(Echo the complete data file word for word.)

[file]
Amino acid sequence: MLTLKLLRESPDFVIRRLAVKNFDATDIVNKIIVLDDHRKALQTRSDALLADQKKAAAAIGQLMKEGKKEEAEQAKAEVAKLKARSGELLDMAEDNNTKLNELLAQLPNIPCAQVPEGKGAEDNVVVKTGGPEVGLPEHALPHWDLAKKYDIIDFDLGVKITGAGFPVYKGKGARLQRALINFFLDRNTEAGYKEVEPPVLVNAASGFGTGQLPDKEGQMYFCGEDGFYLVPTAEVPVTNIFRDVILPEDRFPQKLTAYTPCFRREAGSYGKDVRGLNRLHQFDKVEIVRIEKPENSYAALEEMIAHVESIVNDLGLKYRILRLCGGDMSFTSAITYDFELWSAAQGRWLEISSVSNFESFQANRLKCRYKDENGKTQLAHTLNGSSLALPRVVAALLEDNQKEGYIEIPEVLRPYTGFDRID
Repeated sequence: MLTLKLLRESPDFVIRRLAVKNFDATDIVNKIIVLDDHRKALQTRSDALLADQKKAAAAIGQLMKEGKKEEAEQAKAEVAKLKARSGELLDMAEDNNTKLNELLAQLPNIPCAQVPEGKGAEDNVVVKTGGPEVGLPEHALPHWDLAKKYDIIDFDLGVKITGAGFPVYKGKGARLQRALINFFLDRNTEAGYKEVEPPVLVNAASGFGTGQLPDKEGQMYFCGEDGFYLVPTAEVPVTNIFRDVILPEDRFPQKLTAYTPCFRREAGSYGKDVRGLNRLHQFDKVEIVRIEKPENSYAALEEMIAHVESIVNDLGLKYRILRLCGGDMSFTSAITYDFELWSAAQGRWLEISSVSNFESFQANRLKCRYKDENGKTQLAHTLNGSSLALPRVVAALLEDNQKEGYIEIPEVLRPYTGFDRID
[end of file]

Amino acid sequence: MLTLKLLRESPDFVIRRLAVKNFDATDIVNKIIVLDDHRKALQTRSDALLADQKKAAAAIGQLMKEGKKEEAEQAKAEVAKLKARSGELLDMAEDNNTKLNELLAQLPNIPCAQVPEGKGAEDNVVVKTGGPEVGLPEHALPHWDLAKKYDIIDFDLGVKITGAGFPVYKGKGARLQRALINFFLDRNTEAGYKEVEPPVLVNAASGFGTGQLPDKEGQMYFCGEDGFYLVPTAEVPVTNIFRDVILPEDRFPQKLTAYTPCFRREAGSYGKDVRGLNRLHQFDKVEIVRIEKPENSYAALEEMIAHVESIVNDLGLKYRILRLCGGDMSFTSAITYDFELWSAAQGRWLEISSVSNFESFQANRLKCRYKDENGKTQLAHTLNGSSLALPRVVAALLEDNQKEGYIEIPEVLRPYTGFDRID
Repeated sequence: MLTLKLLRESPDFVIRRLAVKNFDATDIVNKIIVLDDHRKALQTRSDALLADQKKAAAAIGQLMKEGKKEEAEQAKAEVAKLKARSGELLDMAEDNNTKLNELLAQLPNIPCAQVPEGKGAEDNVVVKTGGPEVGLPEHALPHWDLAKKYDIIDFDLGVKITGAGFPVYKGKGARLQRALINFFLDRNTEAGYKEVEPPVLVNAASGFGTGQLPDKEGQMYFCGEDGFYLVPTAEVPVTNIFRDVILPEDRFPQKLTAYTPCFRREAGSYGKDVRGLNRLHQFDKVEIVRIEKPENSYAALEEMIAHVESIVNDLGLKYRILRLCGGDMSFTSAITYDFELWSAAQGRWLEISSVSNFESFQANRLKCRYKDENGKTQLAHTLNGSSLALPRVVAALLEDNQKEGYIEIPEVLRPYTGFDRID